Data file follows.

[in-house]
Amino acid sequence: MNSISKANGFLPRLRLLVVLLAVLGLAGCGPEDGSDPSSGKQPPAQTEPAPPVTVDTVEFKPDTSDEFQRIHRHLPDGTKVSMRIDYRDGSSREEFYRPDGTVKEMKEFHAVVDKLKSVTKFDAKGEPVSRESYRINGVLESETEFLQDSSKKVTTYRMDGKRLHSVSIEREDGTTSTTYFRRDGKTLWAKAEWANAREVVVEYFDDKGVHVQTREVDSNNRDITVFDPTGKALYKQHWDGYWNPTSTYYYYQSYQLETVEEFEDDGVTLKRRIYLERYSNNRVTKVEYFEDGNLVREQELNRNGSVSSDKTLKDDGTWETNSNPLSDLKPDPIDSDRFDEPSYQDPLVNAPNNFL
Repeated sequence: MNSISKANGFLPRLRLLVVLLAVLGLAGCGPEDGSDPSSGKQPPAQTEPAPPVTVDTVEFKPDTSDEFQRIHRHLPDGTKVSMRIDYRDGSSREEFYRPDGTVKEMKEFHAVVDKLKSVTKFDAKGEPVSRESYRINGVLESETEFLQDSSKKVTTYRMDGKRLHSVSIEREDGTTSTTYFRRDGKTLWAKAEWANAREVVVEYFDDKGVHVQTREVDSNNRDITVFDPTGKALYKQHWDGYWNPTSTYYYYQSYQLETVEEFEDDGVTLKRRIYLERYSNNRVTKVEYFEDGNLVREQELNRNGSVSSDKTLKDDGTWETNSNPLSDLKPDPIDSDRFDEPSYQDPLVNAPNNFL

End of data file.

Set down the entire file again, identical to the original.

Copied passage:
[in-house]
Amino acid sequence: MNSISKANGFLPRLRLLVVLLAVLGLAGCGPEDGSDPSSGKQPPAQTEPAPPVTVDTVEFKPDTSDEFQRIHRHLPDGTKVSMRIDYRDGSSREEFYRPDGTVKEMKEFHAVVDKLKSVTKFDAKGEPVSRESYRINGVLESETEFLQDSSKKVTTYRMDGKRLHSVSIEREDGTTSTTYFRRDGKTLWAKAEWANAREVVVEYFDDKGVHVQTREVDSNNRDITVFDPTGKALYKQHWDGYWNPTSTYYYYQSYQLETVEEFEDDGVTLKRRIYLERYSNNRVTKVEYFEDGNLVREQELNRNGSVSSDKTLKDDGTWETNSNPLSDLKPDPIDSDRFDEPSYQDPLVNAPNNFL
Repeated sequence: MNSISKANGFLPRLRLLVVLLAVLGLAGCGPEDGSDPSSGKQPPAQTEPAPPVTVDTVEFKPDTSDEFQRIHRHLPDGTKVSMRIDYRDGSSREEFYRPDGTVKEMKEFHAVVDKLKSVTKFDAKGEPVSRESYRINGVLESETEFLQDSSKKVTTYRMDGKRLHSVSIEREDGTTSTTYFRRDGKTLWAKAEWANAREVVVEYFDDKGVHVQTREVDSNNRDITVFDPTGKALYKQHWDGYWNPTSTYYYYQSYQLETVEEFEDDGVTLKRRIYLERYSNNRVTKVEYFEDGNLVREQELNRNGSVSSDKTLKDDGTWETNSNPLSDLKPDPIDSDRFDEPSYQDPLVNAPNNFL